Final Fantasy 7 Remake pre-review score: Verdict after FF7 demo gets SHOCK release date
UPDATE: The Final Fantasy 7 Remake is now playable on the PS4, as Square Enix gives the demo a surprise release.
You can play the Final Fantasy 7 Remake for yourself right now by visiting the PSN Store and downloading the free demo.
Ahead of today’s FF7 Remake demo release Express.co.uk got to spend over three hours playing the JRPG revival.
You can find out what we thought of the Final Fantasy 7 Remake below…
ORIGINAL: Playing the Final Fantasy 7 Remake is a surreal experience after so many years of waiting for the PSOne classic to return.
This was the game that for years seemed like it was never going to be, a project fans had long demanded in vain.
Murmurs of a Final Fantasy 7 Remake began in the early noughties, with this only heightened in 2005 by the PS3 FF7 tech demo shown at E3 and the Advent Children movie.
Both gave a glimpse of what Final Fantasy 7 could look like when remade with modern tech.
However it wasn’t until a decade later that FF7R was actually announced, with the PS4 launch date getting pencilled in a further five years down the line.
After all this time it’s surreal to finally get to play this new and updated version of the influential PS1 classic that’s dear to so many gamers’ hearts.
But it’s also surreal how, despite the huge weight of expectation on Square Enix’s shoulders, they have absolutely nailed every aspect of the Remake.
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There’s a lot to dissect so let’s first start with one of the most immediate things players will notice about the Remake – the visuals.
The Final Fantasy 7 Remake looks absolutely gorgeous, with jaw-dropping cutscenes blending seamlessly into action packed gameplay segments.
The FF7 Remake is powered by the Unreal Engine 4, and complemented by Square Enix’s distinct art direction it’s one of this gen’s best looking games.
This is all supported by a dynamic music system which co-director Naoki Hamaguchi, who was at the preview event with Yoshinori Kitase, detailed.
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Hamaguchi-san said the Final Fantasy 7 Remake deploys a dynamic music system which plays different arrangements of the same melody based on a situation.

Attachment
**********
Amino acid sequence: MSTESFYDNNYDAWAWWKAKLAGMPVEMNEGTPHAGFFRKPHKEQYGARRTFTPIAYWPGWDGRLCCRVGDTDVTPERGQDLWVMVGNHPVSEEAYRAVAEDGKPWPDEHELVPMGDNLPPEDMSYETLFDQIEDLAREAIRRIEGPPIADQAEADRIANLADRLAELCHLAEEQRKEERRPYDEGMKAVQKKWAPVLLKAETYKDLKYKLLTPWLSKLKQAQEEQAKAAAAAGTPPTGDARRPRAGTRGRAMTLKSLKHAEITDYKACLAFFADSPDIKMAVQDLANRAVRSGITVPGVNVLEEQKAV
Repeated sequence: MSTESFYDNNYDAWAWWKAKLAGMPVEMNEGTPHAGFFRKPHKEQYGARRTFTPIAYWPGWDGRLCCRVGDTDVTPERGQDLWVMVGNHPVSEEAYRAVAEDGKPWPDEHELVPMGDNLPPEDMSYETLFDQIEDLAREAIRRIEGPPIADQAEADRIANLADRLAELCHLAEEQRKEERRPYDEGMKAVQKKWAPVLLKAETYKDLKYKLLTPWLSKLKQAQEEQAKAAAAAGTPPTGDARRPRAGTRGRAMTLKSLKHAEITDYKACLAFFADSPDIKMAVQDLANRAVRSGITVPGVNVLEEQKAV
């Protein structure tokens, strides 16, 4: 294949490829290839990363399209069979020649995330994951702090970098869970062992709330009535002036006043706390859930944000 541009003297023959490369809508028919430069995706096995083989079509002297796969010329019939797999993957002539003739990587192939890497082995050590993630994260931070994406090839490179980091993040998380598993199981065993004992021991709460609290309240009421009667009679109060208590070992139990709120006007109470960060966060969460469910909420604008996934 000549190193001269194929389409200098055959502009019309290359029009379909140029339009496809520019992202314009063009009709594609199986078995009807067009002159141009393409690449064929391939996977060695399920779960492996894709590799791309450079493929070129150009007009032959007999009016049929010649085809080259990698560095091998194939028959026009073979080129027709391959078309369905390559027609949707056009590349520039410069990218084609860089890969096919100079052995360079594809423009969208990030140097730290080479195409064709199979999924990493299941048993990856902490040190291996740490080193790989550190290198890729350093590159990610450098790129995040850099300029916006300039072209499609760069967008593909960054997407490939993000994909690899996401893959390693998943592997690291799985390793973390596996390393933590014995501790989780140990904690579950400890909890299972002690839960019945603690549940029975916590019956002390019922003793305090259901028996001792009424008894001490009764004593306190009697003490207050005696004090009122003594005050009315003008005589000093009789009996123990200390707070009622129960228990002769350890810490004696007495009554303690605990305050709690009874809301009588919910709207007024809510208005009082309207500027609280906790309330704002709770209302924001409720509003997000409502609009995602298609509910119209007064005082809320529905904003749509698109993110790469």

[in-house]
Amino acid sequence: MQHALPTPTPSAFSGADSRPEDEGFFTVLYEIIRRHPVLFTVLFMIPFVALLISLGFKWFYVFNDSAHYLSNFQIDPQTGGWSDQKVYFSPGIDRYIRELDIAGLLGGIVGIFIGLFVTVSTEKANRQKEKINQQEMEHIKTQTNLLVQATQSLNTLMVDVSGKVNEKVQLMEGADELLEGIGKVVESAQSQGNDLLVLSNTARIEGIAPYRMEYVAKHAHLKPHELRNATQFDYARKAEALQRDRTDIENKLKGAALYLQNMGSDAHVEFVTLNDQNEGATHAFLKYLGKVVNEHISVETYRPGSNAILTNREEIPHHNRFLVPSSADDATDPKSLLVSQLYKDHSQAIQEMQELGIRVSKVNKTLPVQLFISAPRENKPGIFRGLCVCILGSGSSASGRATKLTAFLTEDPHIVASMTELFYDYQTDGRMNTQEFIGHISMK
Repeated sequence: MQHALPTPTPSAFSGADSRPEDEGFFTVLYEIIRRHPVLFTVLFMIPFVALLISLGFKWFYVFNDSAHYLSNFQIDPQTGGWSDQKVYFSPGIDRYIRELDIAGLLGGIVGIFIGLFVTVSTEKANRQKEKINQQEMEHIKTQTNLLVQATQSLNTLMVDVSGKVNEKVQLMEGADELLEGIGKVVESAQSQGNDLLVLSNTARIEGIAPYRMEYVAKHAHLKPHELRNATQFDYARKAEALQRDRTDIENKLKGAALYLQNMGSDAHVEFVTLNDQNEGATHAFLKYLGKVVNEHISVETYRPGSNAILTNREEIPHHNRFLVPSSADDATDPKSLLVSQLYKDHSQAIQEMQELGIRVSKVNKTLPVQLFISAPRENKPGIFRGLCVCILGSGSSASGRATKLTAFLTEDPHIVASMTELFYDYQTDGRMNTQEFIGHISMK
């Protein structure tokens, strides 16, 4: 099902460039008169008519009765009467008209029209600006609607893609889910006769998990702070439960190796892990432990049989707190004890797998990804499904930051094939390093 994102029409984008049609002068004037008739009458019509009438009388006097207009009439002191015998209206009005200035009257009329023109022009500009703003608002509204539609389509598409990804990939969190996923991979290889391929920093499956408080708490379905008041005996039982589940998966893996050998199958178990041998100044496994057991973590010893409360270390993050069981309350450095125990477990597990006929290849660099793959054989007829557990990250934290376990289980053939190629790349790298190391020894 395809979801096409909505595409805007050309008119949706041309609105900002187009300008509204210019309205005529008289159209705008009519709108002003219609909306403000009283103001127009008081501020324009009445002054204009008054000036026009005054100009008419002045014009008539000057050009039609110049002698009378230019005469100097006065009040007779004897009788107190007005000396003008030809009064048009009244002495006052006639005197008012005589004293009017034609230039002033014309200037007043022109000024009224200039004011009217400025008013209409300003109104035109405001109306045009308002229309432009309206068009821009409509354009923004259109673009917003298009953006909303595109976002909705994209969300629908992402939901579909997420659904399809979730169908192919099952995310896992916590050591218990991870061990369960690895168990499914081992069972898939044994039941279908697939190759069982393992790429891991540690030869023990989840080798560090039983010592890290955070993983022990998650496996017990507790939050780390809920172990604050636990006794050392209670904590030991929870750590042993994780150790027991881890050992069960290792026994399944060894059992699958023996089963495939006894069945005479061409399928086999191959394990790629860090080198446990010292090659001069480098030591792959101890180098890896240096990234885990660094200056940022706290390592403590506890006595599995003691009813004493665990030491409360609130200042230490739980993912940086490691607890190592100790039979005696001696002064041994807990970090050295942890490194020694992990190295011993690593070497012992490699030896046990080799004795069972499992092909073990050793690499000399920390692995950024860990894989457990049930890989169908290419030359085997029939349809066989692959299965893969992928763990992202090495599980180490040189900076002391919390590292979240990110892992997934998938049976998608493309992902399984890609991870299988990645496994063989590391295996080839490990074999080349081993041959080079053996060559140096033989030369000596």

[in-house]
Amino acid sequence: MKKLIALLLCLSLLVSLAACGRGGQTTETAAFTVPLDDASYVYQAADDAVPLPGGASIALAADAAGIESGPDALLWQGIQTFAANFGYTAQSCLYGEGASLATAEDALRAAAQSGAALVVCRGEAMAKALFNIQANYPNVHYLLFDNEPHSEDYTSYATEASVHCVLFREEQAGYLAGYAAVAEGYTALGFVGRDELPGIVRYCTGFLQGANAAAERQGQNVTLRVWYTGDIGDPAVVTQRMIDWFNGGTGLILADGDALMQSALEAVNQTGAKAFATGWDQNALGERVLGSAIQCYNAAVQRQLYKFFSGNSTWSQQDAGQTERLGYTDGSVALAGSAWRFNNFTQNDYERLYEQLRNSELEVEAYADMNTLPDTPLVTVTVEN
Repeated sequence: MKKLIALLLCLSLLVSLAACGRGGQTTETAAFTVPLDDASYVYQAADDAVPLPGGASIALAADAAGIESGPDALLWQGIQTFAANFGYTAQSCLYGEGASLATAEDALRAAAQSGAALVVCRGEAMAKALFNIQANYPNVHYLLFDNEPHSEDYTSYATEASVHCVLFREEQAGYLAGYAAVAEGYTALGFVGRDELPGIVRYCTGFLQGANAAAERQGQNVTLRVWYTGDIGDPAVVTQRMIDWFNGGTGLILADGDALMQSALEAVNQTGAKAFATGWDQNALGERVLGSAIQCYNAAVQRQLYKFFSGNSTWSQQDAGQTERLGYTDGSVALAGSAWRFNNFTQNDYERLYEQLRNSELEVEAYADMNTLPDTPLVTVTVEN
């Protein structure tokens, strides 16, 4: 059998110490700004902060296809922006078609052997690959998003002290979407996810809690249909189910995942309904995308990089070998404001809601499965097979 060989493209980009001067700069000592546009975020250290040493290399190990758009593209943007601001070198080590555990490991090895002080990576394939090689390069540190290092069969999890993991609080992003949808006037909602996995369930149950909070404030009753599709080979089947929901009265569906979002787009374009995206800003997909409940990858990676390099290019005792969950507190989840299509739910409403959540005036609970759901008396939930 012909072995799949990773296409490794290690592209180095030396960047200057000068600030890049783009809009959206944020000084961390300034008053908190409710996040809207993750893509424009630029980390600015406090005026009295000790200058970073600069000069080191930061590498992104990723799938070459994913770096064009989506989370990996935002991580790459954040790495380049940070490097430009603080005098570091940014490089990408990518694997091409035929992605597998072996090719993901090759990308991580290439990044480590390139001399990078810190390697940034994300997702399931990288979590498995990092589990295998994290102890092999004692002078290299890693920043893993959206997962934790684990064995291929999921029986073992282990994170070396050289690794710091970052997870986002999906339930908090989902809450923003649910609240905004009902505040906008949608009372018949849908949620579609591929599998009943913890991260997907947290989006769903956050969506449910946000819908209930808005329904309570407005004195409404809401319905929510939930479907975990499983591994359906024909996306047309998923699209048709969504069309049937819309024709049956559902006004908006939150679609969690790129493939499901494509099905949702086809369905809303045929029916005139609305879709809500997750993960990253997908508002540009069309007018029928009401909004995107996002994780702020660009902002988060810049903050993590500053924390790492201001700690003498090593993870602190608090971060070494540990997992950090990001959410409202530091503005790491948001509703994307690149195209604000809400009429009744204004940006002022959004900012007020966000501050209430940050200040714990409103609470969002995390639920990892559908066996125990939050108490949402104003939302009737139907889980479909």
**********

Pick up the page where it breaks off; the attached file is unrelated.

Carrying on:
So a sedate version of a tune could be playing while you’re exploring Midgar which seamlessly shifts to a more uptempo version in fights.
Once you’re out of a battle the music will then morph into a ballad-like version of the same arrangement.
David Lynch once famously said 50 per cent of films are visual and 50 per cent are sound, and the same importance on music could be said of FF7.
Nobuo Uematsu’s Final Fantasy 7 score is one of the game’s defining features and this music system is a nice touch that highlights its significance.
One of the biggest changes from the original that players will have to get to grips with from the off is a brand new action-orientated combat system.
Hamaguchi-san spoke about the dev team’s desire to create a completely new and innovative battle system that had never been seen before.
While that may sound like the typical marketing spiel you’ll hear ahead of the release of a new game, Square Enix has created something unique in FF7.
The fusion of Kingdom Hearts-style action-packed battles with tactical ones seen in a traditional Final Fantasy game results in something new and fresh.
There are so many moving parts to a fight in the Final Fantasy 7 Remake that means it’s immensely satisfying once you get to grips with the combat system.
Here’s how it works – during battles in the FF7 Remake you take control of one lead character in a maximum party of three.
At any time you can switch between who you are controlling with the D-Pad, with the actions of other party members carried out automatically by default.